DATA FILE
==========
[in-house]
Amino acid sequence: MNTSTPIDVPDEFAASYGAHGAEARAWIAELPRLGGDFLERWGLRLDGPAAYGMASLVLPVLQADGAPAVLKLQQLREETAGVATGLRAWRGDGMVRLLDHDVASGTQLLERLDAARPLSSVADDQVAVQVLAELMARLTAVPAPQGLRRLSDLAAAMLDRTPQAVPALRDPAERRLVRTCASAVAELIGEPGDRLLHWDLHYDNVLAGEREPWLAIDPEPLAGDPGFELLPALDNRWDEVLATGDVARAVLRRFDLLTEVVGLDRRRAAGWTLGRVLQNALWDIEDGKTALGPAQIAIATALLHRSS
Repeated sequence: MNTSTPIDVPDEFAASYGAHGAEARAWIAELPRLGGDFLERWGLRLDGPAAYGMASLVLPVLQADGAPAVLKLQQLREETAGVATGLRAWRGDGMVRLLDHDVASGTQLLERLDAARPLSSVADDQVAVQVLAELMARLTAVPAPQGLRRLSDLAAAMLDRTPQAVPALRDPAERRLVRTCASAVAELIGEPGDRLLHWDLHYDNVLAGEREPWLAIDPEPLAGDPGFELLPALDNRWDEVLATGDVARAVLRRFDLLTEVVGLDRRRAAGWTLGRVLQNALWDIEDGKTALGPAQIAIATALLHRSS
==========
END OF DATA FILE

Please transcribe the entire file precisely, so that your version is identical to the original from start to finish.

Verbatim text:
[in-house]
Amino acid sequence: MNTSTPIDVPDEFAASYGAHGAEARAWIAELPRLGGDFLERWGLRLDGPAAYGMASLVLPVLQADGAPAVLKLQQLREETAGVATGLRAWRGDGMVRLLDHDVASGTQLLERLDAARPLSSVADDQVAVQVLAELMARLTAVPAPQGLRRLSDLAAAMLDRTPQAVPALRDPAERRLVRTCASAVAELIGEPGDRLLHWDLHYDNVLAGEREPWLAIDPEPLAGDPGFELLPALDNRWDEVLATGDVARAVLRRFDLLTEVVGLDRRRAAGWTLGRVLQNALWDIEDGKTALGPAQIAIATALLHRSS
Repeated sequence: MNTSTPIDVPDEFAASYGAHGAEARAWIAELPRLGGDFLERWGLRLDGPAAYGMASLVLPVLQADGAPAVLKLQQLREETAGVATGLRAWRGDGMVRLLDHDVASGTQLLERLDAARPLSSVADDQVAVQVLAELMARLTAVPAPQGLRRLSDLAAAMLDRTPQAVPALRDPAERRLVRTCASAVAELIGEPGDRLLHWDLHYDNVLAGEREPWLAIDPEPLAGDPGFELLPALDNRWDEVLATGDVARAVLRRFDLLTEVVGLDRRRAAGWTLGRVLQNALWDIEDGKTALGPAQIAIATALLHRSS